Do you want your group members to have a sense of family and belonging that goes beyond your weekly meeting? If this is your desire, you must first be willing to challenge your mindset. This means you need to stop thinking about your small group as a time and a place and a meeting.
Sometimes we get stuck thinking that small group is what we do on Tuesday night from seven to nine o’clock at our house. Meetings are important, but you have to break the mindset that small group is only a meeting. Small group goes beyond this. It’s about doing life together, being engaged in each other’s world, and touching base with each other throughout the week.
One way for your group to break out of its old rut is by doing something completely different as a group. For instance, if you meet every Tuesday night, maybe once a month or once every six weeks, intentionally don’t meet up on Tuesday night. Instead of doing your study, everyone does a mission project or eats a meal together. Or maybe just the women or just the guys get together for an early morning breakfast once a month.
The point of this is to change your group’s focus from “doing” to “being in relationship.” Its sole purpose then becomes not about going through a study as much as it is just getting into each other’s lives — talking about your marriages, your relationship with your kids, or about how things are going at the office.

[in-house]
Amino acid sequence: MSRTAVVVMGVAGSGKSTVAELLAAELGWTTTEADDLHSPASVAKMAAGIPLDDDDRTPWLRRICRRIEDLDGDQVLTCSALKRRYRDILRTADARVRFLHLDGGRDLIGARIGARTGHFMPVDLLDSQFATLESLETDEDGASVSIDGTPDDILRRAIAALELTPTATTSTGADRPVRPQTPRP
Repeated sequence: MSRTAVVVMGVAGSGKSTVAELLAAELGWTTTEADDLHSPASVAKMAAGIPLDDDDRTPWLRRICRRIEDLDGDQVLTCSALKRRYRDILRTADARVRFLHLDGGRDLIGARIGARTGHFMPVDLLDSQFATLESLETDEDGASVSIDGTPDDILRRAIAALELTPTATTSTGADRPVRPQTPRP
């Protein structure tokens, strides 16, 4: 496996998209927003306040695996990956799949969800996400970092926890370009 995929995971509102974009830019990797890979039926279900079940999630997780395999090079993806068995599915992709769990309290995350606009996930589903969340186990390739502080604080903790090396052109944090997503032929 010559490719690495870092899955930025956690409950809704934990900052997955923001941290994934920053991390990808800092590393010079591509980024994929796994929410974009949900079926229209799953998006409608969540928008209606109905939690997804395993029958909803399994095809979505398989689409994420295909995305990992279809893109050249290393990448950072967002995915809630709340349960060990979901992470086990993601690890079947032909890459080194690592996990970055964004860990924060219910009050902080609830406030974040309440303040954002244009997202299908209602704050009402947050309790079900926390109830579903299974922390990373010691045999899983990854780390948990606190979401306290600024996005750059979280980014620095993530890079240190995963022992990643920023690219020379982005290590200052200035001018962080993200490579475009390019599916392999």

Another great way to develop closeness within your group is to celebrate each other’s birthdays and anniversaries. Do something special on those occasions. This could include getting together for an outing and even involving the kids, like a picnic or a camping trip.
Perhaps one of the best ways to develop community outside of your small group meeting is to do a ministry project. This could be volunteering at a homeless shelter, delivering food to shut-ins or visiting the elderly. If you’re worried about not having enough time to put together an event, think about a person in your group who has a passion and a gifting for this and ask them to line up the event. Remember, this isn’t about “doing an event” but it’s about serving and helping others, while building deeper relationships in the process.
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